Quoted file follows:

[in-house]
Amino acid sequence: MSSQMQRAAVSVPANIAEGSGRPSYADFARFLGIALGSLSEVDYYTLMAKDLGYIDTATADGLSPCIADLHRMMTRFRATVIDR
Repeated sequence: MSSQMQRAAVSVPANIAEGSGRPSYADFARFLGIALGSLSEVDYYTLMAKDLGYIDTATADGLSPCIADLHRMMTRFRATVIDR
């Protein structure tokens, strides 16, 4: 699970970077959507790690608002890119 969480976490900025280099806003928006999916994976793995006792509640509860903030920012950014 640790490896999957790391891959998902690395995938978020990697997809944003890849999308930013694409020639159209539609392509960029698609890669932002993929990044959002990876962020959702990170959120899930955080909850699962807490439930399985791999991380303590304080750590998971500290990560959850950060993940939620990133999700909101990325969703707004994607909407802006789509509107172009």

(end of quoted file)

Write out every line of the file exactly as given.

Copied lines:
[in-house]
Amino acid sequence: MSSQMQRAAVSVPANIAEGSGRPSYADFARFLGIALGSLSEVDYYTLMAKDLGYIDTATADGLSPCIADLHRMMTRFRATVIDR
Repeated sequence: MSSQMQRAAVSVPANIAEGSGRPSYADFARFLGIALGSLSEVDYYTLMAKDLGYIDTATADGLSPCIADLHRMMTRFRATVIDR
């Protein structure tokens, strides 16, 4: 699970970077959507790690608002890119 969480976490900025280099806003928006999916994976793995006792509640509860903030920012950014 640790490896999957790391891959998902690395995938978020990697997809944003890849999308930013694409020639159209539609392509960029698609890669932002993929990044959002990876962020959702990170959120899930955080909850699962807490439930399985791999991380303590304080750590998971500290990560959850950060993940939620990133999700909101990325969703707004994607909407802006789509509107172009």